The play opens as the audience files in, with Shakespeare, in puffy white duds, poring over a parchment thoughtfully. At curtain, there's a brief, literal recapitualtion of Roland Barthes' Death Of An Author, in which the bard is met with a bullet, for his sins in perpetuating phallocentrism in cultural and political expression.
A few reservations about diction aside, David Woodland is pretty damn good as the sharp-witted young Shakespeare, whose insights on the inevitable transcendence of human natures over ideology triumph gloriously in the end. Emily Potts, as the prettier, flirtier co-student, politically and intellectually incorrect, yet true to herself, is engaging, but tends to 'act' a little too much. She's not alone in this: Enrico Babic, as Angela's father, Martin, is almost unbearable and, in one scene, seems to regress to the petulant frustration of childhood to play it. How much he or Massey is at fault in this one can only but conjecture. His opposite, his wife, high-flying executive Jessica Squires, seemed distracted, unsure, her mind elsewhere and, as a result, I was also distracted; rhythm, momentum and continuity of the play were thus broken. Indeed, taking the nuclear family of Angela, Jessica & Martin on its own, the performances often dipped well below those I'd expect from an average highschool production. The lady who had the difficult task of stepping (presumably at very short notice) into Baker's shoes did far better, reading. Julie Zimmerman and Karenza Stevens, as Sarah & Monica Judd, bitter-and-twisted sisters of Martin, were vaguely adequate, but the unquestionable star was Marty O'Neill's Col Judd, the fading patriarch of the clan, whose naturalistic style could, should and, if they've the eyes to see it, does serve as an object lesson to many of the aforementioned. Even his other cameos were remarkable and considerable; especially his brief appearance as Lear. How any director can allow such gaping differential between players and performances is, to be brutal, beyond me; it beggars belief. O'Neill was luminous; (the interview with his granddaughter, Angela, is the very core, heart and conscience of the play, or he made it so). Others were appalling.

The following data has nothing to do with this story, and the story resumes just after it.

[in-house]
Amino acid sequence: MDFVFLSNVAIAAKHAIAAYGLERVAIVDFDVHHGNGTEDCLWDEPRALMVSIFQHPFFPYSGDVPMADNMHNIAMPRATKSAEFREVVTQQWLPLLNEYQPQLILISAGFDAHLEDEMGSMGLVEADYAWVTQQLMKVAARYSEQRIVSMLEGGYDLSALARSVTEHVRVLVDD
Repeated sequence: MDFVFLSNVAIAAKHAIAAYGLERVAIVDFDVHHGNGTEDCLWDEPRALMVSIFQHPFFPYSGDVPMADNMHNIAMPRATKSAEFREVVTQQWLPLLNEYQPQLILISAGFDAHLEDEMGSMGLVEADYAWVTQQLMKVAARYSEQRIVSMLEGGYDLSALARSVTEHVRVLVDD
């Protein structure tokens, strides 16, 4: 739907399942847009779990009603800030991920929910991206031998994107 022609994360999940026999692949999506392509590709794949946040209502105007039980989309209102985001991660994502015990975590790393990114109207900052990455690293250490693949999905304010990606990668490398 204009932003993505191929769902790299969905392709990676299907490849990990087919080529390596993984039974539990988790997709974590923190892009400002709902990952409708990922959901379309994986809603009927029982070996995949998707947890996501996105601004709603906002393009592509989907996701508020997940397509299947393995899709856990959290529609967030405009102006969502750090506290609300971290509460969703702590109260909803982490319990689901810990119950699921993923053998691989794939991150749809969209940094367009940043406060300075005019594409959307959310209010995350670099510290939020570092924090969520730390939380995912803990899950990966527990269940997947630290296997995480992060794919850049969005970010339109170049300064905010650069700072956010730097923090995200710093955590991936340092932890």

Still and all, a replay of one of Williamson's best (if most structurally-flawed) is a worthy selection: any dig at high culture, at the expense of more accessible, universal expressions, is a good dig. It is, on the one, lesser hand, David Williamson talking to himself and those of his ilk, indulging in an intellectual dialectic; but, on the other, it's a potent & important study and scrutiny of the dynamics of family. There's something in that, at least, for all of us.
As to the production, it is deeply-flawed, but the material is more than robust, pointed, provocative and pithy enough to see you through. And O'Neill's contributions will sustain you for a week to come.
Genesian Theatre presents
Dead White Males
by David Williamson
Directed by Tom Massey
Venue: Genesian Theatre, 420 Kent St, Sydney NSW 2000
Dates: 3 July - 7 August 2010
Times: Friday and Saturday nights @ 8pm, Sunday matinée @ 4.30pm
TIckets: Adults $25 / Concession $20 / Family $75 (2 adults, 2 children, additional children $15 each) / Group (10 people+) $20 per ticket
Bookings: www.genesiantheatre.com.au | (02) 8019 0276